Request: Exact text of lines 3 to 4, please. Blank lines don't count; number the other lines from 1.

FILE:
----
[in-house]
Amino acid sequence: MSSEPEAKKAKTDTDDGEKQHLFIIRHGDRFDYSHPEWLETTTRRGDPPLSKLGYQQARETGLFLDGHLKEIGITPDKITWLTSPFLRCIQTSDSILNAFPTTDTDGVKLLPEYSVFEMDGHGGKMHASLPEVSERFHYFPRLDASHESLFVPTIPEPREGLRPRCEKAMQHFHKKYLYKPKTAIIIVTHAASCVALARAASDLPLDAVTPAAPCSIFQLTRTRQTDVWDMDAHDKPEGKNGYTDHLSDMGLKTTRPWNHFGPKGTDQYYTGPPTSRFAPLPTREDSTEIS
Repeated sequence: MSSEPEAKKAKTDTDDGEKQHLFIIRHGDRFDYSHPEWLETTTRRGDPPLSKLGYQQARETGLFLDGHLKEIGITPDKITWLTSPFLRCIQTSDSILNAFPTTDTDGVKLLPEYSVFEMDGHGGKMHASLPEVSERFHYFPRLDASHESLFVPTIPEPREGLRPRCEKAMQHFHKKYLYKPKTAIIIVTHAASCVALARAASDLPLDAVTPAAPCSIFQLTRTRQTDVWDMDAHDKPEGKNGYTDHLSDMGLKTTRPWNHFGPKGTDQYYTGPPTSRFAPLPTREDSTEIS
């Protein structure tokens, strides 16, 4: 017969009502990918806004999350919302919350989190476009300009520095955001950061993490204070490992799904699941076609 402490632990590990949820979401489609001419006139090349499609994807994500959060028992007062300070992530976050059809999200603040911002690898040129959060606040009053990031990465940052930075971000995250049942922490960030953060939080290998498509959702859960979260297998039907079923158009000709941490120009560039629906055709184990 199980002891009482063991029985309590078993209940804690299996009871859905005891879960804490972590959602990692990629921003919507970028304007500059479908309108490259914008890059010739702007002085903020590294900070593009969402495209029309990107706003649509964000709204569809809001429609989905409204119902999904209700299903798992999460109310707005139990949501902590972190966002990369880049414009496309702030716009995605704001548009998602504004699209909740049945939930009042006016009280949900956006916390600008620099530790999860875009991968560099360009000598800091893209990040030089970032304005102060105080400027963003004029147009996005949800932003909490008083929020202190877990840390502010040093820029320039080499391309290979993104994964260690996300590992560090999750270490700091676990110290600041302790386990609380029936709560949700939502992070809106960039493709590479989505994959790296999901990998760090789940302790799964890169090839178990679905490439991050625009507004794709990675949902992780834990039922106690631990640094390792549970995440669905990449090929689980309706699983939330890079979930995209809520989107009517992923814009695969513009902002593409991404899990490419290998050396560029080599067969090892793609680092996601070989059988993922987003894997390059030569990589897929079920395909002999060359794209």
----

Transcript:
Repeated sequence: MSSEPEAKKAKTDTDDGEKQHLFIIRHGDRFDYSHPEWLETTTRRGDPPLSKLGYQQARETGLFLDGHLKEIGITPDKITWLTSPFLRCIQTSDSILNAFPTTDTDGVKLLPEYSVFEMDGHGGKMHASLPEVSERFHYFPRLDASHESLFVPTIPEPREGLRPRCEKAMQHFHKKYLYKPKTAIIIVTHAASCVALARAASDLPLDAVTPAAPCSIFQLTRTRQTDVWDMDAHDKPEGKNGYTDHLSDMGLKTTRPWNHFGPKGTDQYYTGPPTSRFAPLPTREDSTEIS
């Protein structure tokens, strides 16, 4: 017969009502990918806004999350919302919350989190476009300009520095955001950061993490204070490992799904699941076609 402490632990590990949820979401489609001419006139090349499609994807994500959060028992007062300070992530976050059809999200603040911002690898040129959060606040009053990031990465940052930075971000995250049942922490960030953060939080290998498509959702859960979260297998039907079923158009000709941490120009560039629906055709184990 199980002891009482063991029985309590078993209940804690299996009871859905005891879960804490972590959602990692990629921003919507970028304007500059479908309108490259914008890059010739702007002085903020590294900070593009969402495209029309990107706003649509964000709204569809809001429609989905409204119902999904209700299903798992999460109310707005139990949501902590972190966002990369880049414009496309702030716009995605704001548009998602504004699209909740049945939930009042006016009280949900956006916390600008620099530790999860875009991968560099360009000598800091893209990040030089970032304005102060105080400027963003004029147009996005949800932003909490008083929020202190877990840390502010040093820029320039080499391309290979993104994964260690996300590992560090999750270490700091676990110290600041302790386990609380029936709560949700939502992070809106960039493709590479989505994959790296999901990998760090789940302790799964890169090839178990679905490439991050625009507004794709990675949902992780834990039922106690631990640094390792549970995440669905990449090929689980309706699983939330890079979930995209809520989107009517992923814009695969513009902002593409991404899990490419290998050396560029080599067969090892793609680092996601070989059988993922987003894997390059030569990589897929079920395909002999060359794209």